First I tried to book an international flight from New York (JFK) to Tokyo on Orbitz. For $62 per person, you get a 100% refund of the cost of a ticket, $1,000 for lost baggage, and $15,000 for emergency medical transportation.
In my booking for four people, it came out to $248 for this travel protection.
Next, I went to United.com to book a domestic flight from New York (JFK) to Los Angeles. For ~$18 per person, I would get insurance through AIG, where I would receive a refund for my ticket if I can’t travel for a covered reason, lost baggage coverage of $300 total ($100 per day), and trip interruption insurance up to 125% of the cost of booking (in this case $300).
Finally, I tried to compare United Airlines’ international insurance to that of Orbitz, so I looked up a flight from New York (JFK) to Tokyo. For ~$48 per person, I would get a flight refund, baggage insurance of $1,000, $10,000 worth of accident/sickness medical expense coverage, and emergency evacuation insurance of $20,000. For a group of four, you are looking at ~$200 in fees for insurance.
It absolutely makes sense to cover your trip in case the unexpected happens — but you might already have coverage when you book with the right card.
How to get travel insurance
In some cases, you can get all of the above coverage, and more, using certain travel credit cards. Here’s an rundown of the best travel insurance credit cards:
[table id=617 responsive=scroll responsive_breakpoint=phone /]
Let’s quickly look at a couple real world examples of how these cards can be better than the insurance coverage offered by booking sites. You can save a ton of money while enjoying more protection during your trips!
Chase Sapphire Reserve
The Chase Sapphire Reserve® is packed with ton of great benefits, including many types of travel insurance. This card has a $550 annual fee (though you’ll only need to pay $450 if renewing your card in 2020 — check out this post for the details). It offers these protections when you book with your card:
- Baggage Insurance – You’ll receive up to $3,000 per person, per trip for lost checked bags. You, your spouse or domestic partner, and your immediate family members can receive up to $100 per per day (for up to 5 days) that your bags are delayed 6+ hours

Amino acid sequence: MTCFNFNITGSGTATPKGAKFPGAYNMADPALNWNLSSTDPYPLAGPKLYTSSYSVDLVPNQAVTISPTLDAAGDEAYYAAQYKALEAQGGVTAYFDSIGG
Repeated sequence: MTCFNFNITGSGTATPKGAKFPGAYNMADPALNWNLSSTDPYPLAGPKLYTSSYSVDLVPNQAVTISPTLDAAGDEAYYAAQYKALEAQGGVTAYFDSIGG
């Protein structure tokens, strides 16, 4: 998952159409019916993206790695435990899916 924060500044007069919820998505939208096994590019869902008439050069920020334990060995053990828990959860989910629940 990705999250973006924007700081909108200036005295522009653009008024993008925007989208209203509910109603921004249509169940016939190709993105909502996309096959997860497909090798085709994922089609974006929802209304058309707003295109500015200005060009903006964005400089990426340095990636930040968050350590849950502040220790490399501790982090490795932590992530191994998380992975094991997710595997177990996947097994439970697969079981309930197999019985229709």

- Trip Delay Protection – If your trip is delayed for more than 6 hours, you and immediate family could be reimbursed for up to $500 per ticket for reasonable expenses (meals, lodging, toiletries, medication, and other personal use items)
- Primary Car Insurance – You are covered when you rent a car with your card and decline the car rental agency’s collision damage waiver
- Trip Cancellation & Interruption Insurance – Up to $10,000 per person per covered trip (maximum $20,000 per occurrence)
- Emergency Medical and Dental Coverage – Up to $2,500 for medical expenses if you or your immediate family member becomes sick or injured 100 miles or more from home on a trip
- Emergency Evacuation & Transportation – Up to $100,000 in coverage
- Travel Accident Insurance – Up to $1,000,000 per person ($2,000,000 maximum)
If you compare the protection you get from booking with your Chase Sapphire Reserve to the protection I would have paid for four family members ($248) on my flight booked with Orbitz, I would get more $2,000 more per person in baggage insurance and up to $85,000 more coverage for emergency medical transportation by booking with the card.
That doesn’t even include other benefits like emergency medical coverage or travel accident insurance. The best part — these benefits are free with the card. That means I can put that $248 towards a nice dinner in Tokyo where I can earn 3 Chase Ultimate Rewards points per dollar and pay no foreign transaction fees. 😉
You’ll also get slew of benefits with The Platinum Card® from American Express. While the travel benefits aren’t quite as extensive as the Chase Sapphire Reserve, it’s a very competent card, and it better be, with a $695 annual fee (see rates and fees for the Amex Platinum):
- Trip cancellation and interruption – Bookings are eligible for up to $10,000 per trip, with a maximum payout of $2,000 per 12-month period) for flight cancellations occurring due to a covered reason (such as inclement weather, jury duty, injury, illness, etc.). You must pay the full ticket with your card (award flight taxes and fees and Pay With Points tickets also eligible)